Would-be sushi chefs suffer for their art

Published Jan 31, 2013 06:15am

Sushi chef demonstrates for his students. —Photo by AFP
Sushi chef demonstrates for his students. —Photo by AFP

TOKYO: “Sometimes I cry, but only when I'm at home on my own,” says Tetsuya Sakurai, one of the selected few who has paid $6,000 for an intensive and stressful training course to become a sushi chef in Tokyo.

To the untutored, a little ball of rice with a slice of raw fish on top may look like a simple affair.

But students on the twice-yearly course in Tokyo soon learn that for masters of the art, there is so much more to it than meets the eye.

“The best students will take at least two years before they can do this properly,” said teacher Kazuki Shimoyama. “The slowest may take four.”

And before they even get to the stage where they are allowed to combine the delicately formed nigiri (rice balls) with a slice of sashimi, they have to learn how to cut the fish.

For Sakurai, hunched over a fresh mackerel as he slips the razor-sharp knife through its firm flesh, it's a nerve-wracking experience, made all the worse by the presence of three glowering teachers, watching his every move.

 A stdudent cuts a fish during a lesson. —Photo by AFP
A stdudent cuts a fish during a lesson. —Photo by AFP

“It's very hard,” he tells AFP, a month into his course. “I train at school every day. Cutting the fish is like performing surgery. But what I really don't enjoy is removing the innards from a shellfish. It's really difficult.”

Like his fellow students, Sakurai eagerly answers when their tutor asks if they understand.

“To cut the fillet lengthways, pull the tail and slide the knife along. You follow?” bellows the teacher. “Yes!” the 20 shout in unison.

“Then cut each piece diagonally, making the tail end a little bigger. You follow?”

“Yes!” they reply again.

But when Sakurai did not please his mentor, he will hear things like, “that's your attempt at cutting a mackerel? Terrible. Do it again.”

Students work in silence in a classroom where harsh neon lights glint off steel knives, threatening to expose the tiniest imperfection on the bleach-white clothes they wear.

Sushi rice, perfectly plump Japanese shortgrain into which precisely measured quantities of rice vinegar, salt and sugar are added, is pressed into a large pellet in each student’s hand.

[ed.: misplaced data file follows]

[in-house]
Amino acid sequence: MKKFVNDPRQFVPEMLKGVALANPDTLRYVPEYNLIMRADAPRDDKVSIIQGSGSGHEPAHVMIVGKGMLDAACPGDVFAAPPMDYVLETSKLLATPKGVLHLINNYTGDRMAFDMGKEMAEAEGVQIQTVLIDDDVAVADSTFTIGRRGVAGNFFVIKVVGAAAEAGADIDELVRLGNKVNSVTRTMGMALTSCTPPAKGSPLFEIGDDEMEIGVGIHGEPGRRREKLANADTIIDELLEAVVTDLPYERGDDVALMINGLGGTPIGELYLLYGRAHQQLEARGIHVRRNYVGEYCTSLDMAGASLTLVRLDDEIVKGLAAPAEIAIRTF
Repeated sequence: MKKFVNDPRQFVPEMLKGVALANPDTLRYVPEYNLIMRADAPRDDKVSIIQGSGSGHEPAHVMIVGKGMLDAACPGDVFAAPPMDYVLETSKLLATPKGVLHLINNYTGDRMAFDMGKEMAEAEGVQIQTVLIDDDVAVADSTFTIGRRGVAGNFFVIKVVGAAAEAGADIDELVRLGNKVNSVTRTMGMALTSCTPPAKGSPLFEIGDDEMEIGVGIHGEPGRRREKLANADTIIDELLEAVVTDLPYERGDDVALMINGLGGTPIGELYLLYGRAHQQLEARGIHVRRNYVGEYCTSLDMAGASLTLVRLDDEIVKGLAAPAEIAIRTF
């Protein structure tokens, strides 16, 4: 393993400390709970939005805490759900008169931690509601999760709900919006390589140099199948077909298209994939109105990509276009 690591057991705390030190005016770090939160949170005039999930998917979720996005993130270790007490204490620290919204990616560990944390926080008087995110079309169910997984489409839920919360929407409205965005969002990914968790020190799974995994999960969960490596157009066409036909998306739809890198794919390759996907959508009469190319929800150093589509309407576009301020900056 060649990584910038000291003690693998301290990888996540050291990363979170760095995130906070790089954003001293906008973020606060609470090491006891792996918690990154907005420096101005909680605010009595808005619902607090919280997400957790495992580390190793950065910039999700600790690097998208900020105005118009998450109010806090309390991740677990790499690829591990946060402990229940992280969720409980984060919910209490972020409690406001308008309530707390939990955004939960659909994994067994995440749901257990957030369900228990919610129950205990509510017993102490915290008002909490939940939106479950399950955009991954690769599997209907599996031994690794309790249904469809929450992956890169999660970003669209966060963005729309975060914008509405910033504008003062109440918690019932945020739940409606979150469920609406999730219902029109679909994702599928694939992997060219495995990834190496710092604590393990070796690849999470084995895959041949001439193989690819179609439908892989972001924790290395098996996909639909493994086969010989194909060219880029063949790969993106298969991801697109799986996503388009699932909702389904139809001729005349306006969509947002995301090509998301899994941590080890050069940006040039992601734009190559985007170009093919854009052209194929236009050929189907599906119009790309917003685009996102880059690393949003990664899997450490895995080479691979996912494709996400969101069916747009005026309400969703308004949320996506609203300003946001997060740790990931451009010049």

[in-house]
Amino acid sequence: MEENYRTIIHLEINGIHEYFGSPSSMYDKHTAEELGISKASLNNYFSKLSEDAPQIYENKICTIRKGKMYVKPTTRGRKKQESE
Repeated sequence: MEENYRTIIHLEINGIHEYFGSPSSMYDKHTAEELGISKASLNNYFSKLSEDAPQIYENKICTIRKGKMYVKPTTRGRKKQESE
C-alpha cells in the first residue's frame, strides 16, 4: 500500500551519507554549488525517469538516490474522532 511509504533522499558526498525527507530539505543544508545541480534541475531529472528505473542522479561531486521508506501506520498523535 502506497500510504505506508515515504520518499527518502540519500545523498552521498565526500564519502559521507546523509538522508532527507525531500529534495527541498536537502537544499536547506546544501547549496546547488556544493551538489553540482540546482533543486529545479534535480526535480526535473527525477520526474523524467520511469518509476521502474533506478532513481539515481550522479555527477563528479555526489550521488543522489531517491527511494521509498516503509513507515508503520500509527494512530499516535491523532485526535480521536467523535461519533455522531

Too much rice and it will be more than a mouthful; too little and it will be overpowered by the fish; too much pressure and it will be hard; too little and the pellet will fall apart.

Not forgetting a delicate smear of wasabi, a fiery green root that is grated into a paste, is applied to the rice and a sliver of fish is placed on top.

“It sounds easy, but it's really hard to make them the way they are supposed to be,” admits a student who gave his surname as Yamanaka. “The teacher makes it look so easy, but it's really difficult.”

The president of the sushi restaurant chain Sushi-Zanmai, Kiyoshi Kimura, displays a 222-kilogram bluefin tuna he bought for $1.77 million at the Tsukiji market. —Photo (File) AFP
The president of the sushi restaurant chain Sushi-Zanmai, Kiyoshi Kimura, displays a 222-kilogram bluefin tuna he bought for $1.77 million at the Tsukiji market. —Photo (File) AFP

If they complete the three-month course run by the restaurant chain Sushi Zanmai (whose boss paid a record of $1.8 million for a single fish in the first auction of the year at Tsukiji market), students will receive a level 5 diploma.

Two years' hard graft in a restaurant and they get their level 4.

Reaching level 1 can take years.

For Sakurai, who spent two decades working as an accountant in the US and in England, the sushi school has been something of a culture shock.

“My teacher is a bit aggressive, it's almost military,” he says.

“It's so different from what you might expect in a Western education system where they praise you when you do something well.”

Here, not being shouted at is the only indication students get that they are making the grade.

“I have two more months,” says Sakurai. “After school I practice in the evenings at home, especially the cutting of shellfish. I cannot do it at all, but I'll get there.”

“There” for Sakurai, is his own sushi bar “in Asia, in Japan, maybe in France.”

“Why not?” he muses.

A student makes pieces of sushi. —Photo by AFP
A student makes pieces of sushi. —Photo by AFP

For teacher Shimoyama, making a proper sushi is not supposed to be easy. It's a vocation which requires a chef to devote his heart for as long as he is in it.

“Chefs gain speed and should strive to achieve the best possible sushi. They should give it their body and soul. And no matter what, they should always smile for customers.”

Even when a chef has completed his diploma and has his own place or his own regular customers, there is still more he can do to perfect his art.

“I have made sushi for 29 years,” said Shimoyama. “And I am still learning.”

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